# There are no “holes” in the Bruhat decomposition of parabolic cell $Pw_1P$

Let $G$ be a split reductive algebraic group (over a local field if you like), $B$ be a fixed Borel subgroup, and $P$ be a fixed standard parabolic subgroup. Let $W$ be the Weyl group of $G$. For $w\in W$, denote $C(w)=BwB$.

Given Weyl elements $w>w'>w_1$ (Bruhat order), if $C(w)\subset Pw_1P$, do we know that $C(w')\subset Pw_1P$? It's like to ask whether there are holes in $Pw_1P$. On the other hand, this amounts to asking if $Pw_1P\cap \Omega_{w_1}$ is closed in $\Omega_{w_1}$, where $$\Omega_{w_1}:=\coprod_{w\ge w_1}C(w).$$

• I think the condition is that $BwB \subset P w_0 P$ if and only if $w = w_1 w_0 w_2$ for some $w_1, w_2 \in W_I$. Here $W_I$ is the Weyl group of a standard Levi of $P$. See mathoverflow.net/questions/118974/… for a related question. This should give the answer to your explicit question, with a bit of work with minimal-length representatives, I think. – Marty Apr 11 '17 at 0:18
• @Marty's thought is correct; this is Corollaire 5.20 of Borel and Tits (MR). – LSpice Apr 11 '17 at 1:13
• @LSpice thanks for the comments and the reference. I am more curious if that explicit question has already an answer in the literature. – Qing Zhang Apr 11 '17 at 1:45
• The formulation of the question is too loose, since you apparently want the group to be split (over some field which isn't important here). Also, it's helpful to give the Weyl group a label such as $W$; then "a Weyl element $w$" just means $w \in W$. The standard use of the symbol $w_0$ is for the "longest element" of $W$ (relative to some fixed set of simple reflections). Finally, it's enough to specify that $P$ is a standard parabolic $P_I$ for a subset $I$ of the simple reflections. – Jim Humphreys Apr 11 '17 at 16:08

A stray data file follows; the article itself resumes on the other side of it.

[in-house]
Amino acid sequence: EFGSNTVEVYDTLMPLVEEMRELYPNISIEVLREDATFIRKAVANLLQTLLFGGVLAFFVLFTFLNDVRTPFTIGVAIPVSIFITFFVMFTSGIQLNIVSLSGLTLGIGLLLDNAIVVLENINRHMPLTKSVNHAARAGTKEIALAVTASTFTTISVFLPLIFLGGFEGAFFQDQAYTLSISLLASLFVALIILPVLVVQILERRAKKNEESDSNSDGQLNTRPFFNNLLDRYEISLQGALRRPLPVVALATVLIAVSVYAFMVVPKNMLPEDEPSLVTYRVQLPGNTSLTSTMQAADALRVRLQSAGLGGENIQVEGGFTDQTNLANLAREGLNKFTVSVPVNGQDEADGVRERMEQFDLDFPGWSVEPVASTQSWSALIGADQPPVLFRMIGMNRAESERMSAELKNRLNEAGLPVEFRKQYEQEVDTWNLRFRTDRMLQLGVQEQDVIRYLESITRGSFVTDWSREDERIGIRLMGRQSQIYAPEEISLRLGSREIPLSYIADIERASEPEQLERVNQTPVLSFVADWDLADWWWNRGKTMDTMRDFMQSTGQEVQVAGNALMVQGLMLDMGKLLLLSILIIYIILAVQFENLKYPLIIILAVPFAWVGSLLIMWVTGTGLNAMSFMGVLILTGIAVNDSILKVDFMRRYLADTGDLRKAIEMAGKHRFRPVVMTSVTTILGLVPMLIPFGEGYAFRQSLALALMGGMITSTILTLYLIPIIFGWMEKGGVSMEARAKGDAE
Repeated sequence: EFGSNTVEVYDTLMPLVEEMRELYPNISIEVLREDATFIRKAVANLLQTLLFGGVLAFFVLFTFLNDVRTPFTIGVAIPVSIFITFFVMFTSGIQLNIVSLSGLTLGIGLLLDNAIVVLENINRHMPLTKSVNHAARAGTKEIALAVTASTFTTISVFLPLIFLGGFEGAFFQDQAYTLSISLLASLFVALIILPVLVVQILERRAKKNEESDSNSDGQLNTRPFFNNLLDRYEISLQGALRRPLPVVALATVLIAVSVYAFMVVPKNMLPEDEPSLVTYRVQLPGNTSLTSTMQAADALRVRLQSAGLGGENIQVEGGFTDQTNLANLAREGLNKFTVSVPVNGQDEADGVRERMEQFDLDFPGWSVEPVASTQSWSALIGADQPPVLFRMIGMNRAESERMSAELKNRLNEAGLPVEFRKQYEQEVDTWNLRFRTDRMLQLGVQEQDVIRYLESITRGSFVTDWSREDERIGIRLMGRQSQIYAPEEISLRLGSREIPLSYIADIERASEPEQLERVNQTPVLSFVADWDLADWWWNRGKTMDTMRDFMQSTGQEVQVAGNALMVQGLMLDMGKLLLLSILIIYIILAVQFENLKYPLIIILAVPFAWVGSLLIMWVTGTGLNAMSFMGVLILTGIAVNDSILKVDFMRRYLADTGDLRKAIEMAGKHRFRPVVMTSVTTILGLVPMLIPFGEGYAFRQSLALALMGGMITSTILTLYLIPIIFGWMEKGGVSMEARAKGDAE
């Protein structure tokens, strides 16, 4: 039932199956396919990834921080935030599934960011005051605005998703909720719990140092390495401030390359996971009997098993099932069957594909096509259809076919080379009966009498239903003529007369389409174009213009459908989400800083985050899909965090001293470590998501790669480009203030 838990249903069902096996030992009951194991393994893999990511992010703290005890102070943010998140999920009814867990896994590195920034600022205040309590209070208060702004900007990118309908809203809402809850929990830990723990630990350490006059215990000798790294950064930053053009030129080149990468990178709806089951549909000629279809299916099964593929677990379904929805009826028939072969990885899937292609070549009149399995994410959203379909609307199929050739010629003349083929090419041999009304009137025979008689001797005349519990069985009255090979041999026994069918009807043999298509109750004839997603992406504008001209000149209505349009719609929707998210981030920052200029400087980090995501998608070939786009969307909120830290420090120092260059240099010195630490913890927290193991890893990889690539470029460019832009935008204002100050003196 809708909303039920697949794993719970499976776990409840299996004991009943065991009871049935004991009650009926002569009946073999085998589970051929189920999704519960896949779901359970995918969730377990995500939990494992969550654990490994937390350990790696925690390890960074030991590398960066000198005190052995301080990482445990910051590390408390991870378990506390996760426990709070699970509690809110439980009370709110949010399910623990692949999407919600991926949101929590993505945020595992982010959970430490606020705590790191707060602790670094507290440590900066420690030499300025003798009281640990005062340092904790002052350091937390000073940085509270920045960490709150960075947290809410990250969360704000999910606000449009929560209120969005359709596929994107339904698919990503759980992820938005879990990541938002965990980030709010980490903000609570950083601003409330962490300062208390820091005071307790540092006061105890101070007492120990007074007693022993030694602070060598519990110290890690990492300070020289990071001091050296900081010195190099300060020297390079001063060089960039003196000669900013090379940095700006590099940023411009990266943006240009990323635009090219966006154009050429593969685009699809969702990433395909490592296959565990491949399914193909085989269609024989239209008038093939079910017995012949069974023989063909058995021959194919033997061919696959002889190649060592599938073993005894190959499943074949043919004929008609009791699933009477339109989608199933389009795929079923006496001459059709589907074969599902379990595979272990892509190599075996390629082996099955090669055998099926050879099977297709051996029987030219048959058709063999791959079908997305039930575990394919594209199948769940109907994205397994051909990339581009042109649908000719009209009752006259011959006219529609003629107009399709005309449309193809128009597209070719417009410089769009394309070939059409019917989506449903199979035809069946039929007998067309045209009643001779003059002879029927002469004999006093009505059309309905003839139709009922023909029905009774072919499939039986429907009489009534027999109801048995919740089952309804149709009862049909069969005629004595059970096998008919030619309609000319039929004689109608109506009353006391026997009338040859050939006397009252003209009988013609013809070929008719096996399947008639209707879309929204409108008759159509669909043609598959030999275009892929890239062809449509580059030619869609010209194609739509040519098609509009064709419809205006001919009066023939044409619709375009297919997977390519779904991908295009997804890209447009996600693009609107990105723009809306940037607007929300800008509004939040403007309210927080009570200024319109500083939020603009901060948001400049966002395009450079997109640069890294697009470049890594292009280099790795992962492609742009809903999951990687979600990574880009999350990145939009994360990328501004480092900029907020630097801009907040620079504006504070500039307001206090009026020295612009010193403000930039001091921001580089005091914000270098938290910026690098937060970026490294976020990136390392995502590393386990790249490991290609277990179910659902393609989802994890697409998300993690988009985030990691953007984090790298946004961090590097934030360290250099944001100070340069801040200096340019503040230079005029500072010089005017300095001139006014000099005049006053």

• @JimHumphreys Professor Humphreys, thanks for your comment. I changed the formulation a little bit accordingly. – Qing Zhang Apr 12 '17 at 15:35

Your condition $C(w)\subseteq Pw_1P$ implies $PwP=Pw_1P\Rightarrow\overline{PwP}=\overline{Pw_1P}$.

Moreover $w\ge w'\Rightarrow\overline{BwB}\supseteq\overline{Bw'B}\Rightarrow\overline{PwP}\supseteq \overline{Pw'P}$.

Similarly $w'\ge w_1\Rightarrow\overline{Bw'B}\supseteq\overline{Bw_1B}\Rightarrow\overline{Pw'P}\supseteq \overline{Pw_1P}$.

Together, one gets $\overline{Pw'P}=\overline{Pw_1p}$.

But then $Pw'P=Pw_1P$ and in particular $C(w')\subseteq Pw_1P$.

Remark: One can show stronger that the set of $w$ with $C(w)\subseteq Pw_1P$ is the double coset $W_Iw_1W_I$ and that this double coset forms a Bruhat interval, i.e., there are $w_{min},w_{max}\in D$ such that $w\in D\Leftrightarrow w_{min}\le w\le w_{max}$. After a very cursory search I found it without proof in the paper "Parabolic double cosets in Coxeter groups" by Billey et al. Proposition 2.

• Thanks for your answer. Could your kindly explain further how $\overline{BwB}\supset \overline{Bw'B}$ implies $\overline{PwP}\supset \overline{Pw'P}$ in the second line? Thanks. – Qing Zhang Apr 14 '17 at 17:06
• $PwP=P(BwB)P$ is dense in $P\overline{BwB}P$. Hence $\overline{PwP}=\overline{P\overline{BwB}P}\supseteq\overline{P\overline{Bw'B}P}=\overline{Pw'P}$. – Friedrich Knop Apr 14 '17 at 17:31